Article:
Natasha Lushetich


The chief focus of this paper is the production of value in discourses and practices that govern forms of living and dying in general, and organ transplantation in particular. Informed by concepts of liminality (a period and state of being between social statuses), intercorporeity  (the uninterrupted continuum of all sentient beings, plants, minerals and inanimate matter) and subjectification (the production of self and belonging as entwined with the production of knowledge and political forms of regulation), it examines the emotional, material, symbolic and exchange values of transplanted organs that live after death.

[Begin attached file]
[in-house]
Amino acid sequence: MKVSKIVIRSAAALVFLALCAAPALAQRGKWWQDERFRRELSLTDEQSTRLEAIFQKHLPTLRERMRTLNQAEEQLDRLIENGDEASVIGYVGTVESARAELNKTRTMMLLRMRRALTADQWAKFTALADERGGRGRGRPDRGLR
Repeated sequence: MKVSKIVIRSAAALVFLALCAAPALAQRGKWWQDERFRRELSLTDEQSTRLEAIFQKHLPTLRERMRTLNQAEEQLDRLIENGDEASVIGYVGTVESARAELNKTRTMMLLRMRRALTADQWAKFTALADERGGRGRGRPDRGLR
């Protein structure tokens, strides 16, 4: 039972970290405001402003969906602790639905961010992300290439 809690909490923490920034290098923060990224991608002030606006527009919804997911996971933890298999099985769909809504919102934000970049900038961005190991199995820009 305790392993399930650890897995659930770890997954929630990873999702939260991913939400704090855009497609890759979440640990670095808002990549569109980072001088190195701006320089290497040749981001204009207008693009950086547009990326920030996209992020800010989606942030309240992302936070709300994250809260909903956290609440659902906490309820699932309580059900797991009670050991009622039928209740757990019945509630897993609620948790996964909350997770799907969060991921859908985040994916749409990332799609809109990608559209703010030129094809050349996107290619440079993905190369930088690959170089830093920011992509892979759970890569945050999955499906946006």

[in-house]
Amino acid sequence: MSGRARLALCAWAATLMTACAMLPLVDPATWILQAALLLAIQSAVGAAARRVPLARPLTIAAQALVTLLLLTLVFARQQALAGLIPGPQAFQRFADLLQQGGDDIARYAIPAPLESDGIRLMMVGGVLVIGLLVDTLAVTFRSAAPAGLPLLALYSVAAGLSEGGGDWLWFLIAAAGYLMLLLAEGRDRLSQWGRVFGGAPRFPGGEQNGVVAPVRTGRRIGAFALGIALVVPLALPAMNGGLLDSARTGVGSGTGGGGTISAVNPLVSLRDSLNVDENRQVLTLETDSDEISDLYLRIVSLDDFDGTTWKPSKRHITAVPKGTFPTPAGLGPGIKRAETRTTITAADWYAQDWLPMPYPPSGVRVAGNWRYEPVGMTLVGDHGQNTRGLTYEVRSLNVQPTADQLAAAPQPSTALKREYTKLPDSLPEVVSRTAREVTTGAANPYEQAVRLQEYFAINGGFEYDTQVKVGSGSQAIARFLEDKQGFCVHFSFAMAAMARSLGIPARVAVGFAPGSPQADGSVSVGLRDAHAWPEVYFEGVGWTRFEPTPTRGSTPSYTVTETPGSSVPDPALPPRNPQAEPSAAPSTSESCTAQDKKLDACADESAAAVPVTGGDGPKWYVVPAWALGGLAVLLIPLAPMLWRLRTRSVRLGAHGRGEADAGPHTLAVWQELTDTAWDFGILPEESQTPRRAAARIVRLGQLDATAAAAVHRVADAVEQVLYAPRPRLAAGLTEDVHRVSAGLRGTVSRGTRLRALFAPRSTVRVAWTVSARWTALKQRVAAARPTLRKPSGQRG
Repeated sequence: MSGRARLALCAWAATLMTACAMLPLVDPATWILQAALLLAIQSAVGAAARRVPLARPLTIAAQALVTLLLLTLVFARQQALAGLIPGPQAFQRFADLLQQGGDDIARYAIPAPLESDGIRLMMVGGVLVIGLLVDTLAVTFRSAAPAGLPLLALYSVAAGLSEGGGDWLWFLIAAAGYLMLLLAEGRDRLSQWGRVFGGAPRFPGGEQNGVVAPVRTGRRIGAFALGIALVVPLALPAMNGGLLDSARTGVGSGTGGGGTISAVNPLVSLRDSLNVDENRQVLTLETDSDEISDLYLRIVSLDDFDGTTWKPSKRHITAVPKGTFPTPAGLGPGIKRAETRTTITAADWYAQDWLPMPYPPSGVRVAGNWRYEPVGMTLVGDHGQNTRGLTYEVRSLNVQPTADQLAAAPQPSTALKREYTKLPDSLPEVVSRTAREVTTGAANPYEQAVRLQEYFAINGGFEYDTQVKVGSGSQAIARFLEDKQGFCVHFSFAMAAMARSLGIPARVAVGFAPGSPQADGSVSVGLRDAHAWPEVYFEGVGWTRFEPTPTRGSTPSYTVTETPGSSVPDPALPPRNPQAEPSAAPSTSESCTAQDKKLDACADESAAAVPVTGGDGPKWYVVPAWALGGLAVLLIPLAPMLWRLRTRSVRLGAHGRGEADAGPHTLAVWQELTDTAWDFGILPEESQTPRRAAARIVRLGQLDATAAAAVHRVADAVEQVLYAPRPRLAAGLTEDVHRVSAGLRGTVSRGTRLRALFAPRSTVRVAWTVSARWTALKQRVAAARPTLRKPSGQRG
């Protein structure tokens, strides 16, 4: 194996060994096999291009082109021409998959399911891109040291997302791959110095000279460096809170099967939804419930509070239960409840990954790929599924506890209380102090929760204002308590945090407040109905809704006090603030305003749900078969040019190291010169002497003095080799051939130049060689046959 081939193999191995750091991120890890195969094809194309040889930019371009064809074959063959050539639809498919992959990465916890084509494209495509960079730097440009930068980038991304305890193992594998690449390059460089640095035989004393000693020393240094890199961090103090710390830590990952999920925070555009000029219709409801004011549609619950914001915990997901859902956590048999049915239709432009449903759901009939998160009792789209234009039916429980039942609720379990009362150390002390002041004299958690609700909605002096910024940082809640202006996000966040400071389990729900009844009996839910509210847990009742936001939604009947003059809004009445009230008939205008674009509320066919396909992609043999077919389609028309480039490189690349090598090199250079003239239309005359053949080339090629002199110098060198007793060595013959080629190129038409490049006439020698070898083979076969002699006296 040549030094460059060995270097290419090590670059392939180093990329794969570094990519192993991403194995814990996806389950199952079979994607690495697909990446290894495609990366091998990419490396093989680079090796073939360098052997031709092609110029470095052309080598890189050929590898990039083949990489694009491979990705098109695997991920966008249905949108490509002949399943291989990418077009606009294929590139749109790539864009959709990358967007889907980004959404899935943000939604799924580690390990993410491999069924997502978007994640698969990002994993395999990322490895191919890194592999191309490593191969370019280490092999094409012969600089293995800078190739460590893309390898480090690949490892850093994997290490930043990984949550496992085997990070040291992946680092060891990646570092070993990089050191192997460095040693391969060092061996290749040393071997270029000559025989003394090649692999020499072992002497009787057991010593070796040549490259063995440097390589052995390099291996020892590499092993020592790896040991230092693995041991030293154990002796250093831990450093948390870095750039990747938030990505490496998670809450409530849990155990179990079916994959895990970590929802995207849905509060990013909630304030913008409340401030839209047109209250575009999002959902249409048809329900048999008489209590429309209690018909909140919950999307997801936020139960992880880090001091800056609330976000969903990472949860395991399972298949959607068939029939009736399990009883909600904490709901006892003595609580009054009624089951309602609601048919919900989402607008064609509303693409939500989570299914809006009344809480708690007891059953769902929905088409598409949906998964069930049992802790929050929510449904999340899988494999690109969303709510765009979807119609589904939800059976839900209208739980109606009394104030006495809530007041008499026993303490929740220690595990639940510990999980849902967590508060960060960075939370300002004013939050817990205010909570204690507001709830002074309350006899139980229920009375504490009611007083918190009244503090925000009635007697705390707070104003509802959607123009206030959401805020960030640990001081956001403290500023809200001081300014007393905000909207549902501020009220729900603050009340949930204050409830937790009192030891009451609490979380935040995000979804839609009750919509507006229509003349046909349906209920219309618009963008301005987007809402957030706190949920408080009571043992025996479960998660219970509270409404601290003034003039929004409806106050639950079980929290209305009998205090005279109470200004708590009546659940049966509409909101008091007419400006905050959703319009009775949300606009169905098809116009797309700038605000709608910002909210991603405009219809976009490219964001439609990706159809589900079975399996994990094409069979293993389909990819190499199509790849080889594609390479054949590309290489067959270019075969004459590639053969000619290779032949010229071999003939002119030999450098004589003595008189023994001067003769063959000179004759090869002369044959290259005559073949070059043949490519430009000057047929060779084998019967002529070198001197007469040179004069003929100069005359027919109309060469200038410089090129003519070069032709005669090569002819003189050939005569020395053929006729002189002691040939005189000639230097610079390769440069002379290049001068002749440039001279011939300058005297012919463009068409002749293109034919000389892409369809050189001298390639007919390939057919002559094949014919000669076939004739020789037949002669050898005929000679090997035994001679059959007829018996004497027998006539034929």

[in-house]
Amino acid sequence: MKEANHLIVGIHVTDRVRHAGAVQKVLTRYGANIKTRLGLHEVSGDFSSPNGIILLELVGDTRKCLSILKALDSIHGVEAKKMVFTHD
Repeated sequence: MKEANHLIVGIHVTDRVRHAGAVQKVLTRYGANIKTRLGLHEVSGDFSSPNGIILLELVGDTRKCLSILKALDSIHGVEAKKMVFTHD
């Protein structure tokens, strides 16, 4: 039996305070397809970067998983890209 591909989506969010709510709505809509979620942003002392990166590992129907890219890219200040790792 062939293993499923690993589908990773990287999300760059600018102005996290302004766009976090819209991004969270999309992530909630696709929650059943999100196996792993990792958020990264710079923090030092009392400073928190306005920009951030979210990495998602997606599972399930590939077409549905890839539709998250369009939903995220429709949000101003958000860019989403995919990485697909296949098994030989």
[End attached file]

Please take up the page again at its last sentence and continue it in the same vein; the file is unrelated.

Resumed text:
More specifically, it examines the role of linguistic performativity in biomedical practices ranging from 'character-building' (a narrative technique by means of which the biological, social and moral value of both the donor body and the recipient body is construed with reference to class, race, gender and creed), and technocratic coinages such a 'biocapital' (which refers to engineered embryos acting as tissue sources) to pre-formatted online memorials in which the kin make the deceased donor speak in the hope of communicating with the recipient. In doing so the paper argues for a distinctly somatic dimension of language as a network of speech acts which create life itself, not only new social realities.

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